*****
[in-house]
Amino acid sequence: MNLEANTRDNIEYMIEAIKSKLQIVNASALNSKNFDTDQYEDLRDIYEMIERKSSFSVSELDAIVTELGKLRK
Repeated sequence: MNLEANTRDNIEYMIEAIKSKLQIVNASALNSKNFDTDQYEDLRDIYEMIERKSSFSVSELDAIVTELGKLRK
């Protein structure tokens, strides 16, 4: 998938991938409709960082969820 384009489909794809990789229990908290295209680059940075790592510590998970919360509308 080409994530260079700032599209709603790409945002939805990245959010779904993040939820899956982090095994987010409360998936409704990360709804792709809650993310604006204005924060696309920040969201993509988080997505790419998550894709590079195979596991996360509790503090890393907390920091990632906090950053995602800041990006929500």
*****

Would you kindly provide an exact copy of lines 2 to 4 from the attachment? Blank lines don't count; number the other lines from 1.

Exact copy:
Amino acid sequence: MNLEANTRDNIEYMIEAIKSKLQIVNASALNSKNFDTDQYEDLRDIYEMIERKSSFSVSELDAIVTELGKLRK
Repeated sequence: MNLEANTRDNIEYMIEAIKSKLQIVNASALNSKNFDTDQYEDLRDIYEMIERKSSFSVSELDAIVTELGKLRK
């Protein structure tokens, strides 16, 4: 998938991938409709960082969820 384009489909794809990789229990908290295209680059940075790592510590998970919360509308 080409994530260079700032599209709603790409945002939805990245959010779904993040939820899956982090095994987010409360998936409704990360709804792709809650993310604006204005924060696309920040969201993509988080997505790419998550894709590079195979596991996360509790503090890393907390920091990632906090950053995602800041990006929500």